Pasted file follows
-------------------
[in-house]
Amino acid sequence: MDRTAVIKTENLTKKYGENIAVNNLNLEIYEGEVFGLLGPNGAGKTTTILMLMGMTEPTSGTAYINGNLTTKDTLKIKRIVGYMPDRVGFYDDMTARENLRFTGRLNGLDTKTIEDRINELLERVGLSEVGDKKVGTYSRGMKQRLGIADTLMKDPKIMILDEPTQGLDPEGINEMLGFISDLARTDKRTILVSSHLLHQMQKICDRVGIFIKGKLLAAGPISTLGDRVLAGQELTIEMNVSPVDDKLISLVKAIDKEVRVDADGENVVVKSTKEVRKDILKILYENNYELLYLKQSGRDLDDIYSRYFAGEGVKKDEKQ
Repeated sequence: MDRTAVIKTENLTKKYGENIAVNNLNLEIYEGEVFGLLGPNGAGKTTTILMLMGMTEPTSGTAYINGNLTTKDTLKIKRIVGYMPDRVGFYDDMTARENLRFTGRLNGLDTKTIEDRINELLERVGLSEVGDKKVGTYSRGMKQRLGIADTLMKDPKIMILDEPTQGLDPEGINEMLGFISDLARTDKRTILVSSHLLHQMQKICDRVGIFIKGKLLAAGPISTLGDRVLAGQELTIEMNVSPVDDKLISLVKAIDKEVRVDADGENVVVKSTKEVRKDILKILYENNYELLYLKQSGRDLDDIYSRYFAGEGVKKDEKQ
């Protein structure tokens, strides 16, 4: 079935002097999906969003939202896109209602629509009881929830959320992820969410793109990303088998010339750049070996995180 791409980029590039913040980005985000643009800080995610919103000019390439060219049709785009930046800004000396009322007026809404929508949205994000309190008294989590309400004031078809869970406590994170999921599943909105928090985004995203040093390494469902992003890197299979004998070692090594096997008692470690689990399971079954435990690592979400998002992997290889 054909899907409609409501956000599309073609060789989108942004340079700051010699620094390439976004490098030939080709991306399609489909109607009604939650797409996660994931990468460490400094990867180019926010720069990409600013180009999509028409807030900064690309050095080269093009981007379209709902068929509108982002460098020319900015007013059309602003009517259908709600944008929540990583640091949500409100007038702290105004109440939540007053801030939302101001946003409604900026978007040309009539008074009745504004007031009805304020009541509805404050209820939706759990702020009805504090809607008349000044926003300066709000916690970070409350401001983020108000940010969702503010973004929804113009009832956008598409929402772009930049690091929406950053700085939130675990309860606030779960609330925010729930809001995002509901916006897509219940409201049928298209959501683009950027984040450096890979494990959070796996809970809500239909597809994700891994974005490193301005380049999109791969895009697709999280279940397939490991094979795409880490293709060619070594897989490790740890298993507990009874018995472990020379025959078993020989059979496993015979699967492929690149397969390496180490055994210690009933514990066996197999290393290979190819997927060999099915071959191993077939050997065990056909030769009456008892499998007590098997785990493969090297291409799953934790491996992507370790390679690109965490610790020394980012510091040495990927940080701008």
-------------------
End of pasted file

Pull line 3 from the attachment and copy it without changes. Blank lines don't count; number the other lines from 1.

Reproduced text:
Repeated sequence: MDRTAVIKTENLTKKYGENIAVNNLNLEIYEGEVFGLLGPNGAGKTTTILMLMGMTEPTSGTAYINGNLTTKDTLKIKRIVGYMPDRVGFYDDMTARENLRFTGRLNGLDTKTIEDRINELLERVGLSEVGDKKVGTYSRGMKQRLGIADTLMKDPKIMILDEPTQGLDPEGINEMLGFISDLARTDKRTILVSSHLLHQMQKICDRVGIFIKGKLLAAGPISTLGDRVLAGQELTIEMNVSPVDDKLISLVKAIDKEVRVDADGENVVVKSTKEVRKDILKILYENNYELLYLKQSGRDLDDIYSRYFAGEGVKKDEKQ